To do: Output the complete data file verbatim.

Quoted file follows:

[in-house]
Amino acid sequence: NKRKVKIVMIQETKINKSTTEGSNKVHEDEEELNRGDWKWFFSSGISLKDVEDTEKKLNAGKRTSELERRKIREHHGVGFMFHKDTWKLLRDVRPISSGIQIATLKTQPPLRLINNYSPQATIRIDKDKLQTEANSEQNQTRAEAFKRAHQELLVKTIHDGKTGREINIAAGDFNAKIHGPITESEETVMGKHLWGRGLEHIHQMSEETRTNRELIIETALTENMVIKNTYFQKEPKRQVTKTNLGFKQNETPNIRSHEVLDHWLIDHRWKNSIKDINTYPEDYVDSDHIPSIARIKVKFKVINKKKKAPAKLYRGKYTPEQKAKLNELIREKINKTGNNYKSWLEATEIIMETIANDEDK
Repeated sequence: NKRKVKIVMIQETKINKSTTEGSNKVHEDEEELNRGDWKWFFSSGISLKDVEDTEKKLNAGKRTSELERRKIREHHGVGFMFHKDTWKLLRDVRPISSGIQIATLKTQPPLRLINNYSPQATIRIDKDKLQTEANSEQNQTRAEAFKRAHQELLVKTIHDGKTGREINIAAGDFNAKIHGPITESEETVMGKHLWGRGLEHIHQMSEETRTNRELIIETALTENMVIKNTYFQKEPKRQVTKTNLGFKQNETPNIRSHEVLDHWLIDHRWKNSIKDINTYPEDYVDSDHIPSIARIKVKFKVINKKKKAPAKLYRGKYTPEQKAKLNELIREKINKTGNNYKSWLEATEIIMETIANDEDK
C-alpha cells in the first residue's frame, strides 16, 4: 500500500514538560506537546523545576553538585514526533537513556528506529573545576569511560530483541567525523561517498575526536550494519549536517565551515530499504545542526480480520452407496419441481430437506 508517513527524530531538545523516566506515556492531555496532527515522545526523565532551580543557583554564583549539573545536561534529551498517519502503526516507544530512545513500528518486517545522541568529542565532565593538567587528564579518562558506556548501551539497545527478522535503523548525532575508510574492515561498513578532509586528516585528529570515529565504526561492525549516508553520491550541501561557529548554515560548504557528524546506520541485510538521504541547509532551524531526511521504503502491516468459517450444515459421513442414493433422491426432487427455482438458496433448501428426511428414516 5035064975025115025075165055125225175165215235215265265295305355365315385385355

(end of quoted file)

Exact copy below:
[in-house]
Amino acid sequence: NKRKVKIVMIQETKINKSTTEGSNKVHEDEEELNRGDWKWFFSSGISLKDVEDTEKKLNAGKRTSELERRKIREHHGVGFMFHKDTWKLLRDVRPISSGIQIATLKTQPPLRLINNYSPQATIRIDKDKLQTEANSEQNQTRAEAFKRAHQELLVKTIHDGKTGREINIAAGDFNAKIHGPITESEETVMGKHLWGRGLEHIHQMSEETRTNRELIIETALTENMVIKNTYFQKEPKRQVTKTNLGFKQNETPNIRSHEVLDHWLIDHRWKNSIKDINTYPEDYVDSDHIPSIARIKVKFKVINKKKKAPAKLYRGKYTPEQKAKLNELIREKINKTGNNYKSWLEATEIIMETIANDEDK
Repeated sequence: NKRKVKIVMIQETKINKSTTEGSNKVHEDEEELNRGDWKWFFSSGISLKDVEDTEKKLNAGKRTSELERRKIREHHGVGFMFHKDTWKLLRDVRPISSGIQIATLKTQPPLRLINNYSPQATIRIDKDKLQTEANSEQNQTRAEAFKRAHQELLVKTIHDGKTGREINIAAGDFNAKIHGPITESEETVMGKHLWGRGLEHIHQMSEETRTNRELIIETALTENMVIKNTYFQKEPKRQVTKTNLGFKQNETPNIRSHEVLDHWLIDHRWKNSIKDINTYPEDYVDSDHIPSIARIKVKFKVINKKKKAPAKLYRGKYTPEQKAKLNELIREKINKTGNNYKSWLEATEIIMETIANDEDK
C-alpha cells in the first residue's frame, strides 16, 4: 500500500514538560506537546523545576553538585514526533537513556528506529573545576569511560530483541567525523561517498575526536550494519549536517565551515530499504545542526480480520452407496419441481430437506 508517513527524530531538545523516566506515556492531555496532527515522545526523565532551580543557583554564583549539573545536561534529551498517519502503526516507544530512545513500528518486517545522541568529542565532565593538567587528564579518562558506556548501551539497545527478522535503523548525532575508510574492515561498513578532509586528516585528529570515529565504526561492525549516508553520491550541501561557529548554515560548504557528524546506520541485510538521504541547509532551524531526511521504503502491516468459517450444515459421513442414493433422491426432487427455482438458496433448501428426511428414516 5035064975025115025075165055125225175165215235215265265295305355365315385385355